[Date Prev][Date Next][Thread Prev][Thread Next][Date Index][Thread Index]
Steve Dixon wrote:
>Someone mentioned using Micranthemoides as a carpet plant the other day.
>I want to take a moment a try to figure out which plant we're talking
>about. There is a small plant from SE USA and Cuba with whorls of 3-4
>pointed ovate leaves which looks a bit like a star from a distance.
>This is identified as Hemianthus micranthemoides in Baensch Atlas vol.
>1, Kasselmann's book and Pablo Tepoot's new book. Baensch lists a
>common name of "Pearlweed." It does indeed cover the gravel quickly and
>will grow both horizontally and vertically. It is a robust and lovely
>little plant with many uses. I have used it as ground cover and also let
>it grow to 20 inches in height! Amano's books appear to routinely
>"misidentify" this plant as Micranthemum micranthemoides. I had a hard
>time noticing this, perhaps because I didn't realize how small this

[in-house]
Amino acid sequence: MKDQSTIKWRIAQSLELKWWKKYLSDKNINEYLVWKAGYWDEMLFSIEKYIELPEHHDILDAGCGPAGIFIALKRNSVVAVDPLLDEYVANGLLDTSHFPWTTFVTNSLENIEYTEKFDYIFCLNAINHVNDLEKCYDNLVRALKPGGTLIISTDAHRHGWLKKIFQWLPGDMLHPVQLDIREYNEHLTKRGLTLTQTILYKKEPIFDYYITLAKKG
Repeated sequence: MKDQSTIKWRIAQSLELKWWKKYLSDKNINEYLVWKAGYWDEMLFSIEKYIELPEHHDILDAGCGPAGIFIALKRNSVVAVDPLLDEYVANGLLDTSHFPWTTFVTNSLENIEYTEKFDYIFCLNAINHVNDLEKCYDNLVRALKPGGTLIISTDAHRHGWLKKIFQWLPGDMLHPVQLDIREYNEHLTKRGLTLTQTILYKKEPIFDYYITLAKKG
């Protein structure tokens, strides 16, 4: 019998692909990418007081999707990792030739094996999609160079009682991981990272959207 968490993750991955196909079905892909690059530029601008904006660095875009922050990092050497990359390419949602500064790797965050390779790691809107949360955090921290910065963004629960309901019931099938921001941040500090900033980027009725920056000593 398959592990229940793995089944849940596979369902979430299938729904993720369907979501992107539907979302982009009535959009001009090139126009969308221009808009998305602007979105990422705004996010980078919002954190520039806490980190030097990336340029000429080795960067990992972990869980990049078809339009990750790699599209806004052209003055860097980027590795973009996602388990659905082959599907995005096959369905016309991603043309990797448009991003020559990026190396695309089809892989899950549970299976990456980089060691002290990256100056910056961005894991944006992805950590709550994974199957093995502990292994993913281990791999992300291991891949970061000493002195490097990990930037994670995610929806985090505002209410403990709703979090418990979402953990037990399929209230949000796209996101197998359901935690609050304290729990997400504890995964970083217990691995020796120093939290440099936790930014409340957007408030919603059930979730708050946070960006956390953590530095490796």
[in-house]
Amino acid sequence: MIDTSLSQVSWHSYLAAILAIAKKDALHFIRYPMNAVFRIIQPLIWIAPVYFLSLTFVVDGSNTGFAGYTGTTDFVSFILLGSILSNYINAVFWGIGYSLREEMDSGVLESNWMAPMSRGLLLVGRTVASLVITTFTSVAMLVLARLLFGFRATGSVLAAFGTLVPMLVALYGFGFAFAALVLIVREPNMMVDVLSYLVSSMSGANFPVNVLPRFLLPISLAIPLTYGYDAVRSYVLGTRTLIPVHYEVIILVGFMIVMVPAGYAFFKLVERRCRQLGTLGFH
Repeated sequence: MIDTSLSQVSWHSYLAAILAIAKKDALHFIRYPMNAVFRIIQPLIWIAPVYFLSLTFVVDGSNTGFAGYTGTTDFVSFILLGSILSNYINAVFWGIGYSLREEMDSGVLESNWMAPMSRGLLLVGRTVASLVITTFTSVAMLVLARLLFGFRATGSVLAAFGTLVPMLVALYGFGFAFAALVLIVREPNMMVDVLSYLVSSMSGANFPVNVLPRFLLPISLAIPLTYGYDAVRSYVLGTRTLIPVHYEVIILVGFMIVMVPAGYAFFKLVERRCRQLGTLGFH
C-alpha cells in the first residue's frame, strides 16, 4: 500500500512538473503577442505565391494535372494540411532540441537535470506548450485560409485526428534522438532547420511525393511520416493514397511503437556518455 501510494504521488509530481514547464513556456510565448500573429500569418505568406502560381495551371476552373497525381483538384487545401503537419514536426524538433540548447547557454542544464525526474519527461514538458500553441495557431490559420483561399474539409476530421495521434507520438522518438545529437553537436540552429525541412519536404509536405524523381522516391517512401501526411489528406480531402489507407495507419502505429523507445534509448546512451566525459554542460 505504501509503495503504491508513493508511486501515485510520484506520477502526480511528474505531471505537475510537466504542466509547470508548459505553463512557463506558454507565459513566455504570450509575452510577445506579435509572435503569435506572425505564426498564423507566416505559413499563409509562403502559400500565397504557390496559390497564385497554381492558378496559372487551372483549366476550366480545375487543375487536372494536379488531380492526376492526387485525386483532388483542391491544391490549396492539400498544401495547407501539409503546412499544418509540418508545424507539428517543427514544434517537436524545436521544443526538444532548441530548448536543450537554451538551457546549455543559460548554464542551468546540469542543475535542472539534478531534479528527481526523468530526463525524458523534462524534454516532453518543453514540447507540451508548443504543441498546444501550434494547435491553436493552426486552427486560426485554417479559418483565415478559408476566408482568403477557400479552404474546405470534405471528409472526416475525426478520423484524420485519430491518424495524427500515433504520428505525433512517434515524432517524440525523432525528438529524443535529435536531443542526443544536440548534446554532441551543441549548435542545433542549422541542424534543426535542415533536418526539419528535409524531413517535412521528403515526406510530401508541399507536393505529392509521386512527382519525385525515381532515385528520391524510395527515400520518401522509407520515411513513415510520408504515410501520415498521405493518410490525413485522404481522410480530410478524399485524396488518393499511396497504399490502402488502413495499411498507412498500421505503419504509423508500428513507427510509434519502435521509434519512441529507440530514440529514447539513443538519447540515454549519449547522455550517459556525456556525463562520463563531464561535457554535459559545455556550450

>plant really is in the pictures of Amano's tanks.
>There is another plant named Micranthemum umbrosum, also from the SE
>USA, with opposite roundish paired leaves which are not pointed. I have
>no experience with this plant, but it looks (from the pictures) like it
>grows quite similarly to H. micranthemoides. I gather that these two
>plants were at one time regarded as member of the same genus, but no
>Have I got this right? Perhaps the original poster will tell us which
>plant s/he was referring to.
Yes, you've got it right. The old name for it was Micranthemum. It is now
considered Hemianthus, and the plant they're using as a ground cover at the
Aquarium Center is the same one your growing. (having been in the enviable
position of having seen both the tanks in person recently ;-) Their
conditions, however do not produce quite a robust growth as I saw in your
Aquatic Gardeners Association